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Event Management and Best Practices by Michael Wallace, Guilherme Pereira, Jacqueline Meckwood, Peter Glasmacher, Tony Bhe

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50 Event Management and Best Practices
2.4.3 Duplicate detection and throttling best practices
We make several recommendations for duplicate detection and throttling. We
also provide the rationale behind these recommendations:
򐂰 Perform duplicate detection as close to the source as possible.
This practice saves cycles and system resources on event processors, and
minimizes bandwidth used for sending unnecessary events.
When possible, configure the event source to detect duplicates and suppress
them. If it is incapable of performing these actions or if implementing at the
source causes undue, cumbersome tool configurations, use the closest event
processor capable of performing the function.
򐂰 Use throttling for intermittent problems that may clear themselves
automatically and do not always require action. After a problem is reported,
suppress or drop duplicates.
It is frustrating for a support person to investigate a problem only to find that
the problem has disappeared or requires no action. If this occurs too often,
the support person loses faith in the systems management tools and begins
to ignore its notifications.
򐂰 For events that indicate problems always requiring action, inform when the
first event is received, and suppress or drop duplicates.
This notifies the support person most quickly and minimizes the mean-time to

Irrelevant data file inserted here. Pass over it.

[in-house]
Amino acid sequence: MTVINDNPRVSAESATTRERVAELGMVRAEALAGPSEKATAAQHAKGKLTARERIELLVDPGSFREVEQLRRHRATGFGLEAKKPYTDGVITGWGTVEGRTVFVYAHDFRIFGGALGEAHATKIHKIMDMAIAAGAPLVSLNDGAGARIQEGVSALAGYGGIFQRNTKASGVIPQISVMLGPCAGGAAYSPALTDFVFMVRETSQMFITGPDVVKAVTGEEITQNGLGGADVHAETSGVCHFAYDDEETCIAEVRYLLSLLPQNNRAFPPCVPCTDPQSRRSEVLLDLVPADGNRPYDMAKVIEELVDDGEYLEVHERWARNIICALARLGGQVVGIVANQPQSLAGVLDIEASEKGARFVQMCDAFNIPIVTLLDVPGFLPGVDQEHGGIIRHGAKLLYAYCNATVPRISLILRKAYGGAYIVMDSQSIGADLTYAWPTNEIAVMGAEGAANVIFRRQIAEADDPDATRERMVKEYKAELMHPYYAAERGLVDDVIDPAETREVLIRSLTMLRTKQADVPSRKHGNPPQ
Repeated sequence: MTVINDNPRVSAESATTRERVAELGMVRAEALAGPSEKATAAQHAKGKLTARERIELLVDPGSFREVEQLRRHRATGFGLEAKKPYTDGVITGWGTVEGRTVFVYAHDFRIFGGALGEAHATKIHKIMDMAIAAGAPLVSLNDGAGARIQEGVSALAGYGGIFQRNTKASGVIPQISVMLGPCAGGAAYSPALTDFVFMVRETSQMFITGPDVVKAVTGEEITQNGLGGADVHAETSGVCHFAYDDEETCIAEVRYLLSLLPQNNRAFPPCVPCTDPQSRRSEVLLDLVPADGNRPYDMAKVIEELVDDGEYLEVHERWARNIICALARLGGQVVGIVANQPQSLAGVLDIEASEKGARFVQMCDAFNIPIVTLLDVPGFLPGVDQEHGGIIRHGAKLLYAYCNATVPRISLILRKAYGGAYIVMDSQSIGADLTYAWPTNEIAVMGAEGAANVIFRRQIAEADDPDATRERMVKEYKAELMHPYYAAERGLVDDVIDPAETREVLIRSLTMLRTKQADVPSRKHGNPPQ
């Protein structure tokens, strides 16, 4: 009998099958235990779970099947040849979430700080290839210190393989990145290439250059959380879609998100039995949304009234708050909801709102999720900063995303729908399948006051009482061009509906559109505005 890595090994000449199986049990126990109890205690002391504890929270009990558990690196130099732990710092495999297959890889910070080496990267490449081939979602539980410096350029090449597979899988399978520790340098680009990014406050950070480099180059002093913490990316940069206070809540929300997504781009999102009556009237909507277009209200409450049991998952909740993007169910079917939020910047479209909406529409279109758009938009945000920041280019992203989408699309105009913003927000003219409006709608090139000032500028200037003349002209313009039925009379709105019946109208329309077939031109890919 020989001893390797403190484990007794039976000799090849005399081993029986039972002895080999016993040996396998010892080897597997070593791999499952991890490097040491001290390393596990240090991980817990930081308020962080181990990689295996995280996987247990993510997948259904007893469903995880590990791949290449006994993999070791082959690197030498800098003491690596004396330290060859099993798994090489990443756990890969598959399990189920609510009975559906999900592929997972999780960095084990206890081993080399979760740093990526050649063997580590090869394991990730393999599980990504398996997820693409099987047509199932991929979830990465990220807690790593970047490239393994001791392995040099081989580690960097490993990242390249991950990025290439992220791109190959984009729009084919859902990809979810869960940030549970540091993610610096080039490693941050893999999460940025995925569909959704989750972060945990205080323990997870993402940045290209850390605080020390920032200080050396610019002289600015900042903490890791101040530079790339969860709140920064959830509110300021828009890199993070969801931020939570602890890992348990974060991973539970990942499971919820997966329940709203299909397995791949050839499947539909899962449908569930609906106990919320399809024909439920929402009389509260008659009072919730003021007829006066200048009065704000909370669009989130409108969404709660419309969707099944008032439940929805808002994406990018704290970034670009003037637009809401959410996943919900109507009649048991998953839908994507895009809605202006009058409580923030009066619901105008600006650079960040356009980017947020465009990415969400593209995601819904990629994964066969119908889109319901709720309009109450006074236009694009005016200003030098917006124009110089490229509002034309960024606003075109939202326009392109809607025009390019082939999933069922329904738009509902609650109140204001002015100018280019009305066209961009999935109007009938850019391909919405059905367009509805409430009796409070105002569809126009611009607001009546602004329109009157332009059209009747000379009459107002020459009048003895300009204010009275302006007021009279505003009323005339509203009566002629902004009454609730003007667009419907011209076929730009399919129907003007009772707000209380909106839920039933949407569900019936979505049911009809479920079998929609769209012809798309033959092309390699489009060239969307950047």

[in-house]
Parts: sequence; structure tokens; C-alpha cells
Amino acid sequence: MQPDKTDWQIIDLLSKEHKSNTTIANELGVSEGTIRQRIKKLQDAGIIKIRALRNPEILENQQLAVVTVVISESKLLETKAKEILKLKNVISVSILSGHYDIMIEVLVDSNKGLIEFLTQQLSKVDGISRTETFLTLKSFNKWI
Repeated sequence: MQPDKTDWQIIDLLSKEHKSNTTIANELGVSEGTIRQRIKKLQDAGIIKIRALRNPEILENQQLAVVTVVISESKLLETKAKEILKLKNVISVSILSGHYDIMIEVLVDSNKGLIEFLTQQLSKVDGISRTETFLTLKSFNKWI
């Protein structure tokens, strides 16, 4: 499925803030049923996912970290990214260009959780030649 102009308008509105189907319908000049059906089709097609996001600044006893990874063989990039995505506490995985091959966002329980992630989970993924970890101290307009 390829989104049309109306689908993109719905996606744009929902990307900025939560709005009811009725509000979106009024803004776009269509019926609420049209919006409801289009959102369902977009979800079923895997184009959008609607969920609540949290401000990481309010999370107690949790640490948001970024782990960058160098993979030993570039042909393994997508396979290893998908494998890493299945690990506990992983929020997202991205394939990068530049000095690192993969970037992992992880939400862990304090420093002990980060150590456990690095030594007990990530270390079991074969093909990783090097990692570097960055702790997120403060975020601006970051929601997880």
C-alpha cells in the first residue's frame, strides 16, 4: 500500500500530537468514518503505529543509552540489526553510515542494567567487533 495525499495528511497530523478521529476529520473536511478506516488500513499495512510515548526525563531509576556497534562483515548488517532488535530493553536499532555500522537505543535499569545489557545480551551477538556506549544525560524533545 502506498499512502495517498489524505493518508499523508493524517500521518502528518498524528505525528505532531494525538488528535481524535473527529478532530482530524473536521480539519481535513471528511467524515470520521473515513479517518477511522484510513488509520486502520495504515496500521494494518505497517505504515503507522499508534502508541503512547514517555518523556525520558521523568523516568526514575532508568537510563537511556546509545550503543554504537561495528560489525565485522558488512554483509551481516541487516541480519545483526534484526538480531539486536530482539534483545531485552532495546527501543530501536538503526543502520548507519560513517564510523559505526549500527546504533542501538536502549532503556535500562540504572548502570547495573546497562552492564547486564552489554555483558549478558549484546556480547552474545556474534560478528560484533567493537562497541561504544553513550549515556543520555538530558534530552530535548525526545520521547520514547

repair for the problem.
򐂰 Do not use duplicate events to re-inform whether the original problem has
been handled. Instead, use escalation.
Using duplicate events as reminders that a problem is still open is a bad
practice. The extra events clutter consoles, possibly forcing the operator to sift
through many events to find the meaningful ones. If there are too many
events, the console user may begin to ignore them or close them in mass.
See “Unhandled events” on page 60 for a discussion about using escalation
for events that have not been handled in a timely manner.
This bad practice typically arises in organizations that point fingers for
unhandled problems and assign blame. Those who are responsible for
resolving problems often need to justify why they miss problems and blame
the tool for not informing them. The event management implementers, fearing
these reproaches, configure the tools to send all occurrences of a problem
rather than just one. Unfortunately, this compounds the problem because now
the support person has to handle many more events and can still miss ones
that require action.
Management needs to create an environment on which problem post
mortems are used constructively, minimizing blame and enabling

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